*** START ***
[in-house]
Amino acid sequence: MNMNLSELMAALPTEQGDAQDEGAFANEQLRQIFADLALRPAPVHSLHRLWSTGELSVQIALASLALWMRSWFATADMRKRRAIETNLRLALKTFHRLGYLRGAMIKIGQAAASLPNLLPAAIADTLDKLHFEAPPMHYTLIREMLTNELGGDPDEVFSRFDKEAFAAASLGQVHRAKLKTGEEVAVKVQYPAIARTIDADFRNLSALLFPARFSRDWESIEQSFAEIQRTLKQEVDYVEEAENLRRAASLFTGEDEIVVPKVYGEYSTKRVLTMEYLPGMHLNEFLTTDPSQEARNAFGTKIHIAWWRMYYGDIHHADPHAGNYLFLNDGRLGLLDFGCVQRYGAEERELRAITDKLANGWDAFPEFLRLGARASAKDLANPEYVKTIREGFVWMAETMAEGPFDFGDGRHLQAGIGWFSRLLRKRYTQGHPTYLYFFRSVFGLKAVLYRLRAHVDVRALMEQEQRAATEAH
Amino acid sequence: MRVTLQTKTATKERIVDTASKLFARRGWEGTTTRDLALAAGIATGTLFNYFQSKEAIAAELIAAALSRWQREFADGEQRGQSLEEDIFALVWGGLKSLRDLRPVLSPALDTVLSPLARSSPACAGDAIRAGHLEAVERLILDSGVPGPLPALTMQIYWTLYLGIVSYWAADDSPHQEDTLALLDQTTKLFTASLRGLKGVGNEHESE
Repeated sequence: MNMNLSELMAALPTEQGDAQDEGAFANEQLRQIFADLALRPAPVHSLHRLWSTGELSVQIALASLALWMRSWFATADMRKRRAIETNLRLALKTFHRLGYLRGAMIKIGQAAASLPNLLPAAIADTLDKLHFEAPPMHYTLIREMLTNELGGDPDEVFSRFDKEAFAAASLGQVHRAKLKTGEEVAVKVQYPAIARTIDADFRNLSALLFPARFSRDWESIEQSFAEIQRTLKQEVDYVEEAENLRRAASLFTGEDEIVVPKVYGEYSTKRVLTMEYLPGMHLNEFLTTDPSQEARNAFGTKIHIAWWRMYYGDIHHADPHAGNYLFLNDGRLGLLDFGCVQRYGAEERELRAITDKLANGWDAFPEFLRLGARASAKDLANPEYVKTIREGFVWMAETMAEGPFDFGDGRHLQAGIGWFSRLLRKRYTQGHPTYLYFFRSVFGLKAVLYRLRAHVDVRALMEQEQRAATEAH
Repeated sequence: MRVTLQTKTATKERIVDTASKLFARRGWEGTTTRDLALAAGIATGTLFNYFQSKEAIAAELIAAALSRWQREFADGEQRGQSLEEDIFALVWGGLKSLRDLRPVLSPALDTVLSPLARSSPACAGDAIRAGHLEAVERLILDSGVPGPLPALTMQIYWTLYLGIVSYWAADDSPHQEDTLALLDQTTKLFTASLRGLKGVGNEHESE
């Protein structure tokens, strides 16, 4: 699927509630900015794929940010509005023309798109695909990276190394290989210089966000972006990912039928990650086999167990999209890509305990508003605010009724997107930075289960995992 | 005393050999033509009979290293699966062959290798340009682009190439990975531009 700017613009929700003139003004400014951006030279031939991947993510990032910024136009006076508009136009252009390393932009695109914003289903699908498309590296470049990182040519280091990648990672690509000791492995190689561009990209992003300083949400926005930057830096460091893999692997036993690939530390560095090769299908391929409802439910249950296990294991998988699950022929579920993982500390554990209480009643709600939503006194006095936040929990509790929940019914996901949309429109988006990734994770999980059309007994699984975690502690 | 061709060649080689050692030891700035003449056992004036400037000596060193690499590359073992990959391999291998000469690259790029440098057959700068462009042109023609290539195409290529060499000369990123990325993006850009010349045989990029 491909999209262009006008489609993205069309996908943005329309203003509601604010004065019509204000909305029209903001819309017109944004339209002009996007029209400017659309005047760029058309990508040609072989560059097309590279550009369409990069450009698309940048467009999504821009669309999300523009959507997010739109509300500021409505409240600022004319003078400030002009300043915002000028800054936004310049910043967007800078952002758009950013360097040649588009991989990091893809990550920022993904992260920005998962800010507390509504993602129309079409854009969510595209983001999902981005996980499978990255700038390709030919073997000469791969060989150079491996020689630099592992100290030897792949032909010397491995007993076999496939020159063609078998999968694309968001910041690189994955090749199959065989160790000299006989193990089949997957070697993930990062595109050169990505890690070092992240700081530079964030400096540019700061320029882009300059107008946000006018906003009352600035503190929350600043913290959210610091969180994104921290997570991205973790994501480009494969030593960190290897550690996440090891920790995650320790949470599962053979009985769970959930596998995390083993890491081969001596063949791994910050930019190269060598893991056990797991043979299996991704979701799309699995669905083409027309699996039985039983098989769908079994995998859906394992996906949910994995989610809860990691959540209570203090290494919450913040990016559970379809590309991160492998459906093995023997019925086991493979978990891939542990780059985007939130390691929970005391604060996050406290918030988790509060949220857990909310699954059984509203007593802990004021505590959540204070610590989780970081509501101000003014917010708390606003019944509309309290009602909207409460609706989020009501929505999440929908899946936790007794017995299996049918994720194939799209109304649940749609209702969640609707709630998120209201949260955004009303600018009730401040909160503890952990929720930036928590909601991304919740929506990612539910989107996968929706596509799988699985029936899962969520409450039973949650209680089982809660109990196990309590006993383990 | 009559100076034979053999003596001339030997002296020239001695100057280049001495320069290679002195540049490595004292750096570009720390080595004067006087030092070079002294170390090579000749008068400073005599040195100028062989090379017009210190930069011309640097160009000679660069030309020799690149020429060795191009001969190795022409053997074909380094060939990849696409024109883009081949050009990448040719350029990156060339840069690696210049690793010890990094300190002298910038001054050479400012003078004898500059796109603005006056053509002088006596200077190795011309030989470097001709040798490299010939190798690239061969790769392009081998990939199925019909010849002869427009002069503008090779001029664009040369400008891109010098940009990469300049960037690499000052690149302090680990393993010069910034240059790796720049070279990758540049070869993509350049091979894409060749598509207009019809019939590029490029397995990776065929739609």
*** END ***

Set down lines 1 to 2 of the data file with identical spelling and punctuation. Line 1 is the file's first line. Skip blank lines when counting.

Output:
[in-house]
Amino acid sequence: MNMNLSELMAALPTEQGDAQDEGAFANEQLRQIFADLALRPAPVHSLHRLWSTGELSVQIALASLALWMRSWFATADMRKRRAIETNLRLALKTFHRLGYLRGAMIKIGQAAASLPNLLPAAIADTLDKLHFEAPPMHYTLIREMLTNELGGDPDEVFSRFDKEAFAAASLGQVHRAKLKTGEEVAVKVQYPAIARTIDADFRNLSALLFPARFSRDWESIEQSFAEIQRTLKQEVDYVEEAENLRRAASLFTGEDEIVVPKVYGEYSTKRVLTMEYLPGMHLNEFLTTDPSQEARNAFGTKIHIAWWRMYYGDIHHADPHAGNYLFLNDGRLGLLDFGCVQRYGAEERELRAITDKLANGWDAFPEFLRLGARASAKDLANPEYVKTIREGFVWMAETMAEGPFDFGDGRHLQAGIGWFSRLLRKRYTQGHPTYLYFFRSVFGLKAVLYRLRAHVDVRALMEQEQRAATEAH